All Eyes at Optometry’s Meeting Will Be On Buzz Aldrin

  • Jun 23, 2016
  • Medscape
  • By: Neil Osterweil

BOSTON — Iconic astronaut Edwin “Buzz” Aldrin, a passionate advocate for science education and exploration, will take the stage during the opening general session of Optometry’s Meeting by the American Optometric Association (AOA).

On July 21, 1969, Aldrin and Neil Armstrong were the first humans to set foot on the moon.

Aldrin’s talk promises to be an auspicious beginning to 5 days of clinical education, professional enrichment and updates on the latest technology.

“Our motto this year is Learn, Lead, and Connect,” John Coble, OD, chair of the AOA Meetings Center Executive Committee, told Medscape Medical News.

“We have top-notch continuing education so you can learn, and the ‘lead’ part of that is our House of Delegates, where we set the path for the future of our profession.” Dr Coble explained.

“Optometry’s Meeting is the most unique meeting we have because it’s where the leadership of the profession assembles,” said AOA President Steven Loomis, OD. “We’ll have the president of every state association, the president-elect of every state association, the full board of trustees of the AOA, and the leadership of virtually every major organization in optometry in attendance.”

Some of the issues the House of Delegates will tackle include online technology for refractions, online dispensing of contact lenses, and a public awareness campaign focusing on eye health known as Think About Your Eyes, Dr Loomis told Medscape Medical News.

Ocular Pharmacology

One of the main events of the meeting will be a series of ocular pharmacology courses, which focus on treatment options for ocular infections and ocular inflammation and on current trends in the medical management of eye disease.

This year, the theme of the popular OD Talks, inspired by TED Talks, is Through a Patient’s Eyes. The session will feature Sue Barry, PhD, author of Fixing My Gaze: A Scientist’s Journey Into Seeing in Three Dimensions; Clark Elliott, PhD, author of The Ghost in My Brain: How a Concussion Stole My Life and How the New Science of Brain Plasticity Helped Me Get It Back; and Daniel Kish, a blind man who learned to navigate through the world using a form of echolocation.

Hands-on workshops on everything from ocular coherence tomography to the nuances of billing and coding will provide ample opportunities for participants to sharpen their skills and master new ones.

The Best of 2016 poster discussion session will highlight abstracts that are particularly noteworthy, timely, and clinically relevant. This will be followed immediately by the scientific poster session.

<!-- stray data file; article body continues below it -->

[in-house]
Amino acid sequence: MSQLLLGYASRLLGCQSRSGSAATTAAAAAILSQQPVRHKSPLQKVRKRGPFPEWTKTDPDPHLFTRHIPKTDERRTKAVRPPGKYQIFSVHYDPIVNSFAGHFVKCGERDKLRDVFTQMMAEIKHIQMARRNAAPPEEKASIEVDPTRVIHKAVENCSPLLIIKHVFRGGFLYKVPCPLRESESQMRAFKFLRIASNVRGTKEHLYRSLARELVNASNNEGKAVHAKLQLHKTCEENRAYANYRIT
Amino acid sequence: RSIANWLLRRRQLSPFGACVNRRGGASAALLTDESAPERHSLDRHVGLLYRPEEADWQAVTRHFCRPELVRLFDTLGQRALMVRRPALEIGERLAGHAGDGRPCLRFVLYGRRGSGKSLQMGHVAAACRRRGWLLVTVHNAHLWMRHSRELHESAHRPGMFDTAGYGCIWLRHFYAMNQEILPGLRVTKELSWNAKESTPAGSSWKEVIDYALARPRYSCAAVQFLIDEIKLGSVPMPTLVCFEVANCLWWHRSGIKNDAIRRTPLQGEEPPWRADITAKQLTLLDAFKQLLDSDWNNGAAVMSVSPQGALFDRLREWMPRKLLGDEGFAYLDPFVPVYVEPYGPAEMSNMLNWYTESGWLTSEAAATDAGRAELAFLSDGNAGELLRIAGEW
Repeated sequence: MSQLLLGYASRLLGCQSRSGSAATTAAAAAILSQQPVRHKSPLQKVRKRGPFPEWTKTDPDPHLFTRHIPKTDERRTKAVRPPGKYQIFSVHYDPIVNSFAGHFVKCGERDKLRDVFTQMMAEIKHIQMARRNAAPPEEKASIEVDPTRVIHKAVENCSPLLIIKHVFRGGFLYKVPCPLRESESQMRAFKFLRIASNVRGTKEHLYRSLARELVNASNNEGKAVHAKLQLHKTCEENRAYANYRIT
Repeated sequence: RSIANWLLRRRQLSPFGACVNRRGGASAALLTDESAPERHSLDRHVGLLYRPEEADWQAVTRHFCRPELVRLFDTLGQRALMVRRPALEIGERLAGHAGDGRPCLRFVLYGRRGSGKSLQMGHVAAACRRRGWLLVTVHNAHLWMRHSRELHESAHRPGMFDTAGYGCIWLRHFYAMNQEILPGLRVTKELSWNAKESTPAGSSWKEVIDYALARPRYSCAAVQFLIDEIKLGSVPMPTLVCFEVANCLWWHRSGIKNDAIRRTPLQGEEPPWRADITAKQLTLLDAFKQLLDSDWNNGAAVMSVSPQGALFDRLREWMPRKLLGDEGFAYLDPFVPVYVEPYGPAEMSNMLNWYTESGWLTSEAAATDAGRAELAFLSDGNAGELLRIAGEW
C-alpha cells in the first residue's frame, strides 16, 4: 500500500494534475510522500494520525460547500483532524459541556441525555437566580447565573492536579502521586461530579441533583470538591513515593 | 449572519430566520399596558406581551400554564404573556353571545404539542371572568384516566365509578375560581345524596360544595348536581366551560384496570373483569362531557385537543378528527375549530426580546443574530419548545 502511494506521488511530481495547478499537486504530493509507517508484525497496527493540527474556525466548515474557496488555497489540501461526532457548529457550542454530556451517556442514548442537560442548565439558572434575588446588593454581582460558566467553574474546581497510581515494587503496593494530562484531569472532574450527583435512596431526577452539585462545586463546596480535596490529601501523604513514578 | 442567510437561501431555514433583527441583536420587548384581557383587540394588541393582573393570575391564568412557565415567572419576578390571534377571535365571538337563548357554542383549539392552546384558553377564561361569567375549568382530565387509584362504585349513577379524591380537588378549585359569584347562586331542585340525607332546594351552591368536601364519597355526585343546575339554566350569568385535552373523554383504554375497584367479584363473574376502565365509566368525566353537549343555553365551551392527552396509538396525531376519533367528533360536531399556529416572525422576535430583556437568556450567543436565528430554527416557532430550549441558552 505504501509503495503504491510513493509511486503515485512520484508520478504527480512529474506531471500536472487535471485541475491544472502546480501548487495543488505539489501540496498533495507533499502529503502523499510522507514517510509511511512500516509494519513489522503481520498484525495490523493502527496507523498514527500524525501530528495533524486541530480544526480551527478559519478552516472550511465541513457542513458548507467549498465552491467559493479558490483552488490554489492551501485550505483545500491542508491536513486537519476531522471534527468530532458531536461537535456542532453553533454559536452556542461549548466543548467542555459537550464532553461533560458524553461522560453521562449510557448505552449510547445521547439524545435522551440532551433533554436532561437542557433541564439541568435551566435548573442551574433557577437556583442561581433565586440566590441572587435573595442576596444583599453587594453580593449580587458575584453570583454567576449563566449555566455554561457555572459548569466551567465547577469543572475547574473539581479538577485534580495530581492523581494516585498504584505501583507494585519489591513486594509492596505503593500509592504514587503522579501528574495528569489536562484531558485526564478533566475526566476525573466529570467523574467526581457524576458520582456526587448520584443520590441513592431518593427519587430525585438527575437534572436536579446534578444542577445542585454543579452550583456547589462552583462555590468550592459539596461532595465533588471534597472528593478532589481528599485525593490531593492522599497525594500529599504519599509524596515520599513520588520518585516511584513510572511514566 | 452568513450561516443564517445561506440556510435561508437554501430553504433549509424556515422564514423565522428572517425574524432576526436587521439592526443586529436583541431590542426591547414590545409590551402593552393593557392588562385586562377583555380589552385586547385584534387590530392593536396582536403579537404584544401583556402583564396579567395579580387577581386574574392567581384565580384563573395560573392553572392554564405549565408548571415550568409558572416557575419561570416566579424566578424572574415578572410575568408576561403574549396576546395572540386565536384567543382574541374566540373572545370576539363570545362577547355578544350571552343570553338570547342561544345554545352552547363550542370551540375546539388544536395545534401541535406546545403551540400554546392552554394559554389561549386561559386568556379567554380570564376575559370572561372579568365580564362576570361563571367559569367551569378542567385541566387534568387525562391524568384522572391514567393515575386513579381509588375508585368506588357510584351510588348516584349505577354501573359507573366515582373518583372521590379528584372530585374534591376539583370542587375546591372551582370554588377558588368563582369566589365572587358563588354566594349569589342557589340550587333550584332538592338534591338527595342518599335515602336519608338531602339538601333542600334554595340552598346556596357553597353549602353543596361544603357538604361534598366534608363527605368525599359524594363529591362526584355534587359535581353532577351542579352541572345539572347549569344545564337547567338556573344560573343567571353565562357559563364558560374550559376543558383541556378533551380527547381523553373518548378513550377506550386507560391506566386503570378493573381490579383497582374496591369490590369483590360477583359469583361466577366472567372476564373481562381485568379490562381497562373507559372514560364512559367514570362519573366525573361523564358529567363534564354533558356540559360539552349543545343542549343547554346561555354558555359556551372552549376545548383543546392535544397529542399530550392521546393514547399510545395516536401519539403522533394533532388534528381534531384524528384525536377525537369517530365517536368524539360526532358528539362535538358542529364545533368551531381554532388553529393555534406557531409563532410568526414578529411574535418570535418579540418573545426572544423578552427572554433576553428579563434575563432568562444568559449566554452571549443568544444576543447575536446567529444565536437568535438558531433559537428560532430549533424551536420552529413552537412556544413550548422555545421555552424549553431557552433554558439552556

“We’ve really pushed our poster sessions to be topnotch, very critical of how things are, and with more emphasis on clinically related topics, in addition to research,” Dr Coble said.

The Contact Lens and Cornea Section Recognition Event will be held after the opening general session. It will honor recipients of the Dr Donald R. Korb Award of Excellence, the CLCS Achievement Award, the Dr Rodger Kame Award, the Luminary Award for Distinguished Practice, and the 2015 Legends Awards.

Luminaries of the optometric profession will be recognized when the class of 2016 is inducted into the National Optometry Hall of Fame.

During the 25th Optometry Student Bowl, students from 23 schools and colleges of optometry match wits and skills to try to win $1000, a crystal trophy, and a year’s worth of bragging rights.

Other highlights will include a Buck-a-Beer night, featuring cheap beer and snacks, alumni receptions for schools and colleges of optometry, the Optometry Cares 5K run/walk, and a gala celebration of optometry, featuring an evening of Broadway entertainment.

All of this will take place in the days leading up to the fourth of July, which the host city, Boston, celebrates in spectacular fashion.

There will be free festivities on the Charles River Esplanade, where Conductor Keith Lockhart will lead the Boston Pops Esplanade Orchestra in an iconic concert, culminating in a performance of Tchaikovsky’s 1812 Overture, a stirring rendition of The Stars and Stripes Forever, and stunning fireworks over the Charles River.

What better way to unwind after a meeting than spending a day in Boston, one of the nation’s most walkable cities, and the birthplace of the American War for Independence.

Read the Original Article at Medscape

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